Are those green shoots?
In economic terms, green shoots are signs of improvement. If you were paying close attention, you might have seen some in economic data released last week.
They weren’t apparent in the Bureau of Labor Statistics report on the United States economy. Gross domestic product (GDP), which is the value of all goods and services produced in our country, shrank by 5 percent during the first quarter of 2020. The contraction reflected lower spending by Americans and American businesses due to COVID-19. The Congressional Budget Office (CBO) estimated:
“…from March 21 to March 31, when many social distancing measures were in place, spending may have been down by almost 28 percent as a result of the pandemic; spending on accommodations and restaurants declined by 60 percent to 80 percent; and spending for some goods (such as clothing) dropped by similar amounts.”
Spoiler alert: The numbers for the second quarter are expected to be far worse. However, economic growth is expected to bounce as consumer spending, which accounts for two-thirds of GDP, resumes.
The green shoots were found in unemployment. As businesses reopened and shelter-in-place orders eased, the U.S. unemployment rate dropped to 14.5 percent during the week of May 16 from 17.1 percent the previous week, according to the Department of Labor.
Green shoots were also sprouting from the University of Michigan’s May Consumer Sentiment Survey, which reported “…a growing number of consumers expected the economy to improve from its recent standstill…” The Index of Consumer Sentiment ticked higher from April to May.
The United States experienced highs and lows last week. A NASA public-private partnership launched the Dragon capsule into orbit. Its astronauts are headed for the International Space Station. Meanwhile, down on Earth, protests for justice in the death of George Floyd devolved into rioting.
Major U.S. indices finished the week higher.
FYI: It’s June! One side effect of COVID-19 quarantine is losing track of days. When routines are disrupted and recurring activities that distinguish one day from the next are discontinued, it can be difficult to know whether it’s Monday or Thursday.
Fortunately, the United States has enough national holidays to clearly delineate one day from the next. Here is a list of some June holidays to help you keep track of days:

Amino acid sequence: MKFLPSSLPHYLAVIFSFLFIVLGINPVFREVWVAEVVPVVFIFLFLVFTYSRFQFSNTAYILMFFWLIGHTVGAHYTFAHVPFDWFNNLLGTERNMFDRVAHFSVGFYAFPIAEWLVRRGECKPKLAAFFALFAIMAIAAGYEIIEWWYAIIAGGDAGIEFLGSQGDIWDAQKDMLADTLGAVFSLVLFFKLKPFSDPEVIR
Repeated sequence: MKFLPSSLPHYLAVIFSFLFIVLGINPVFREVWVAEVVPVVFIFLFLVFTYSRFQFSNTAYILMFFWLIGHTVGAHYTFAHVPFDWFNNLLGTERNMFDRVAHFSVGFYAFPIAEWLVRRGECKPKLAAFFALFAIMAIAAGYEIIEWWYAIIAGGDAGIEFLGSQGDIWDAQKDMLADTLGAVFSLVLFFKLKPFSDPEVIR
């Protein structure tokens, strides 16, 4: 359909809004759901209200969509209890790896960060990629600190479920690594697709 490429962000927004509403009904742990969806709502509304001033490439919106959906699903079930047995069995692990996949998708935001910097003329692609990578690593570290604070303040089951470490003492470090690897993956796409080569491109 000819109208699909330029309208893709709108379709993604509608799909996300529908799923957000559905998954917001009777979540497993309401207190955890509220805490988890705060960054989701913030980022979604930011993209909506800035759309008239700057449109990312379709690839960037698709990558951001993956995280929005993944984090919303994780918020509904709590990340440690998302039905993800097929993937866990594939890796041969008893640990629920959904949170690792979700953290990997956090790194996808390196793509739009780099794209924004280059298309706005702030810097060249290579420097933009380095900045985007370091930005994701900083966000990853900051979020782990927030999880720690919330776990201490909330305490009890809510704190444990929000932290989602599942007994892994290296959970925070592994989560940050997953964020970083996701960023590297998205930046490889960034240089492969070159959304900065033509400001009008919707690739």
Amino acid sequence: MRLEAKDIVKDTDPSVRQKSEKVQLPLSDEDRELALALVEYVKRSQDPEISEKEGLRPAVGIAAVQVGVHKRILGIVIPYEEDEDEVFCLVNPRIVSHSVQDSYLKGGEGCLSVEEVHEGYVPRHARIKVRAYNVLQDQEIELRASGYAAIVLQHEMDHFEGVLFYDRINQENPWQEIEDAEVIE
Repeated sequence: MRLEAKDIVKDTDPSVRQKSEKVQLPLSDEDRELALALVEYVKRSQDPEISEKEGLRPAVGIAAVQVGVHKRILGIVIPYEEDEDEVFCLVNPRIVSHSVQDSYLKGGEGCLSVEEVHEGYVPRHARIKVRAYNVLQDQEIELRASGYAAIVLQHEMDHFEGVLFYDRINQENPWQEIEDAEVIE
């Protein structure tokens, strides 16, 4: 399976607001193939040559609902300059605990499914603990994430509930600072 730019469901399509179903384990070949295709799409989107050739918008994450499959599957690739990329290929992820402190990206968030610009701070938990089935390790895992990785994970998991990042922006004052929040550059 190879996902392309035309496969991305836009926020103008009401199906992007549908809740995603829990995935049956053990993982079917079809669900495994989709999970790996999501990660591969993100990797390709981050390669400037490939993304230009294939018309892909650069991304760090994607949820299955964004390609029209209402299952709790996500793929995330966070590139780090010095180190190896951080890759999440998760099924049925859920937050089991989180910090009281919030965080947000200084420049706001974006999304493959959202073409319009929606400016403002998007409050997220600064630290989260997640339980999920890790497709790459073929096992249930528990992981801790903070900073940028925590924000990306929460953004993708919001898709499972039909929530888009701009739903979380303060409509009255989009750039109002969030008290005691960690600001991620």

June 1: World Reef Awareness Day
June 2: National Bubba Day
June 3: National Running Day
June 4: National SAFE Day
June 5: National Doughnut Day
June 6: D-Day – remembering the day Allied troops landed on the beaches of Normandy
June 7: National Cancer Survivor’s Day
June 8: National Best Friends Day
June 9: National Earl Day
June 10: National Iced Tea Day
June 11: National Making Life Beautiful Day
June 12: National Loving Day
June 13: National Kitchen Klutzes of America Day
June 14: National Flag Day and the Birthday of the U.S. Army
June 15: National Smile Power Day
June 16: National Fudge Day
June 17: National Eat Your Vegetables Day
June 18: National Go Fishing Day
June 19: Juneteenth – commemorating the end of slavery
June 20: Summer Solstice – the start of summer in the Northern Hemisphere
June 21: Father’s Day – celebrating dear old dad
June 22: National Chocolate Eclair Day
June 23: National Pink Day
June 24: National Parchment Day
June 25: National Leon Day
June 26: Take Your Dog to Work Day
June 27: National PTSD Awareness Day
June 28: National Logistics Day
June 29: National Waffle Iron Day
June 30: Social Media Day (As if that weren’t every day!)
By the end of June, we should be on our way to a new normal and able to use the coronavirus lockdown as a point of reference for tracking events.
Weekly Focus – Think About It
“As we raise our children and grandchildren to be good citizens, let us not forget that while we are constantly being chastised not to judge people, that there is also a definite need to foster basic judgement as to what is right and wrong. By choosing not to hold irresponsible behavior to a higher standard, are we not in essence passing judgment; a judgement that some people are not capable of improvement, or perhaps not worthy of the energy it takes to properly instruct, to appropriately discourage unacceptable behavior, and to simultaneously encourage their better angels? Yes, there is a need for justice – and equal justice for all. However, by not administering such equal justice for all, are we not securing for ourselves an even higher level of unacceptable behavior in the future?"
--John McSorley, Jr.
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http://www.sca.isr.umich.edu (or go to https://peakcontent.s3-us-west-2.amazonaws.com/+Peak+Commentary/06-01-20_UnivofMich-Consumer_Sentiment_Survey-Footnote_4.pdf)
https://www.barrons.com/market-data (or go to https://peakcontent.s3-us-west-2.amazonaws.com/+Peak+Commentary/06-01-20_Barrons-Market_Data-Footnote_7.pdf)